José Mourinho Has Tottenham At The Top Of The Table. But Are Spurs For Real?

Leading a team to an English Football League Cup title, a Europa League title, a second-place finish in the Premier League (and therefore Champions League qualification) and an FA Cup final in a matter of 15 months would be the greatest stretch of their careers for most managers in the history of English soccer. But José Mourinho isn’t most managers, and this run of success from February 2017 to May 2018 wasn’t enough to keep him in a job at Manchester United.

A poor start to the 2018-19 season precipitated the end of the Mourinho era in Manchester, but it was an overall perception of failure — and a perception that United wasn’t playing the way United should play under the Portuguese maestro — that was the Special One’s ultimate undoing. United doesn’t react to the tactics of other teams, and United doesn’t do second place; United imposes its will on matches, and United wins Premier League titles. Or at least that’s how the story goes.

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It’s been nearly two years since Mourinho’s sacking. In that time, United has done precious little to convince anyone it’s on the precipice of domestic greatness, finishing more than 30 points behind the Premier League champions in each of the last two seasons. On the other hand, Mourinho’s Tottenham Hotspur currently sits atop the Premier League table, level on points with defending champion Liverpool but ahead on goal differential.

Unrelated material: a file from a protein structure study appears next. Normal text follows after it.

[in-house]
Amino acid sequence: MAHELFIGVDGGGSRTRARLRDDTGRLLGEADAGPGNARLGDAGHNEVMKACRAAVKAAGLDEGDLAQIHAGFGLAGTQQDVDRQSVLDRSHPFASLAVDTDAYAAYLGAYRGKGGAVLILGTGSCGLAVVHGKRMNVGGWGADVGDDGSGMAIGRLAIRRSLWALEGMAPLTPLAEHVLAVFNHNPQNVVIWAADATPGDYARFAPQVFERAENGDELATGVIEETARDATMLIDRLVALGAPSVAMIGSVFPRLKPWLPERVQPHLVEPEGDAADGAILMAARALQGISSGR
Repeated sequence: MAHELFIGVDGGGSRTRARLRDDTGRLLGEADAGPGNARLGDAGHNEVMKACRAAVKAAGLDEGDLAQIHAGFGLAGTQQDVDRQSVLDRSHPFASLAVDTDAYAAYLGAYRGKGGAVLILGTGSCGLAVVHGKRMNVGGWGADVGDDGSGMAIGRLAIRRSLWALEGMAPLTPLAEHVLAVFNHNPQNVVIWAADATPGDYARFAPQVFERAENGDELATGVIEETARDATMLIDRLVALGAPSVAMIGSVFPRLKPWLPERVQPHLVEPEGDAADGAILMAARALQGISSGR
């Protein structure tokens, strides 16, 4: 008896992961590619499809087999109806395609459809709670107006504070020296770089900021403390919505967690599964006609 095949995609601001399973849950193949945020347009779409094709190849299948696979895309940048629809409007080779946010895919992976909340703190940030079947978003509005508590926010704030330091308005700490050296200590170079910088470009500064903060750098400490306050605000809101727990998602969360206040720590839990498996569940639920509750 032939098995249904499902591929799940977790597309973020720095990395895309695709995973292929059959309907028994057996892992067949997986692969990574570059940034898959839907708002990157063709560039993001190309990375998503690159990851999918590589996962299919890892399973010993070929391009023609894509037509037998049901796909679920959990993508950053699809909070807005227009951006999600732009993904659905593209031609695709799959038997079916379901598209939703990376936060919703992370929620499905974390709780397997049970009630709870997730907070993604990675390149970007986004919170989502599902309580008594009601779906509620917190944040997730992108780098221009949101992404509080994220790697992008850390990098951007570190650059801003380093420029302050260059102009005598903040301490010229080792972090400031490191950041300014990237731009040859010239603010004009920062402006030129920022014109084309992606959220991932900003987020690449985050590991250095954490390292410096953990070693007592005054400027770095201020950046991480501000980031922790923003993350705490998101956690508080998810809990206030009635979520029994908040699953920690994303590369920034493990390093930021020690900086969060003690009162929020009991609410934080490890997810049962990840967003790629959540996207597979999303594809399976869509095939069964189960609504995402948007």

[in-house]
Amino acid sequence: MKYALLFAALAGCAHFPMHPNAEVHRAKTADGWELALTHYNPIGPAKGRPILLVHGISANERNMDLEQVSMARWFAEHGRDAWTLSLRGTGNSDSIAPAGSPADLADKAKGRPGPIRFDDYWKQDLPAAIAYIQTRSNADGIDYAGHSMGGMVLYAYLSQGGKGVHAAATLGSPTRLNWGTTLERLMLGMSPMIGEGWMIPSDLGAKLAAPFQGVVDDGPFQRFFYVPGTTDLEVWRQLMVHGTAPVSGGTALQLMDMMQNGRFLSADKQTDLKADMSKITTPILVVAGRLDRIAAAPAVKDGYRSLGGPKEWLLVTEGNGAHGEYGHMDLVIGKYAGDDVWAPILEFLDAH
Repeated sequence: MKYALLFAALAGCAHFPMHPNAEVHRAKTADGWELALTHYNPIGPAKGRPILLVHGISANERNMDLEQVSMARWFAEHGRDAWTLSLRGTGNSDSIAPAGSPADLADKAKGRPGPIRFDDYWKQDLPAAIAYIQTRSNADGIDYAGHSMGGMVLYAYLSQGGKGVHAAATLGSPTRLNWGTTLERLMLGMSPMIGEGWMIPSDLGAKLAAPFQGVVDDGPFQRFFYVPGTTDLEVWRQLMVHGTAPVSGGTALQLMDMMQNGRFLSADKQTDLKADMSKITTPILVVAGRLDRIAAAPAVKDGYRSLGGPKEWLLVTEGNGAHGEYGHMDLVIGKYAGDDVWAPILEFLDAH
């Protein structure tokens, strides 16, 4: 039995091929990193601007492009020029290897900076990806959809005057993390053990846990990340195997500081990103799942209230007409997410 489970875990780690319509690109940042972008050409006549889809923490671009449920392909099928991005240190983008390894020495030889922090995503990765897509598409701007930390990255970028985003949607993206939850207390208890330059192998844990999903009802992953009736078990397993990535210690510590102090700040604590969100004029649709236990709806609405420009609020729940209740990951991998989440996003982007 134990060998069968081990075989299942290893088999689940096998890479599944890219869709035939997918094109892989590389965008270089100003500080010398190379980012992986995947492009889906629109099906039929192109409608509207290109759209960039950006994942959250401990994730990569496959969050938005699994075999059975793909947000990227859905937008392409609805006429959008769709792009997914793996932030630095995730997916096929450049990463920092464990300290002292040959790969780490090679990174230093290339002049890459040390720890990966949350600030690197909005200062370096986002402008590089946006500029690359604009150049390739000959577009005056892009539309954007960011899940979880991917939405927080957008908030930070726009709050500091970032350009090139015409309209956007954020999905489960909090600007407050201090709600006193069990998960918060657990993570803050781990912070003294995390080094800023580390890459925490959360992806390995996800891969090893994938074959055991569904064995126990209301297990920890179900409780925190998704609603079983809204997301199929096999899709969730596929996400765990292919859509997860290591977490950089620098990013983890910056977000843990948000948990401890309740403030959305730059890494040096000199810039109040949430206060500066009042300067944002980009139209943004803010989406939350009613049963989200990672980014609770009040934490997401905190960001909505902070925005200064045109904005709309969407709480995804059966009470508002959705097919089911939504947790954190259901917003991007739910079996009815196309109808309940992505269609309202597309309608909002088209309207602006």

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When Mourinho took over for Mauricio Pochettino in November 2019, Spurs sat in 14th position on the table, having won just three of their first 12 matches of the season. Through Matchweek 19, Spurs had climbed to sixth position and appeared to be legitimate contenders for Champions League qualification.

There’s a moment in Amazon’s recent fly-on-the-wall documentary series about Tottenham’s 2019-20 season when Mourinho tells his players to stop being “nice” on the pitch and start being something we absolutely cannot print here. The Lilywhites’ excellent form over the first six weeks of his tenure suggested Mourinho’s, um, direct approach was effective, but that early success was short-lived. Spurs sputtered around the holidays, going winless in four matches between Dec. 28 and Jan. 18 and dropping to eighth position on the table, 8 points adrift of the last Champion League. Another four-match winless streak from Feb. 22 to June 19 — spread across four months because of the pandemic — all but torpedoed Tottenham’s Champions League dreams.

Spurs went 13-6-7 under Mourinho’s stewardship during the 2019-20 season. Not great, but not terrible. Enough for Europa League qualification, but not enough for a spot in club soccer’s elite competition. Inconsistency, injuries to key players — both Harry Kane and Son Heung-min, Tottenham’s two best players, missed time after Mourinho took the helm…

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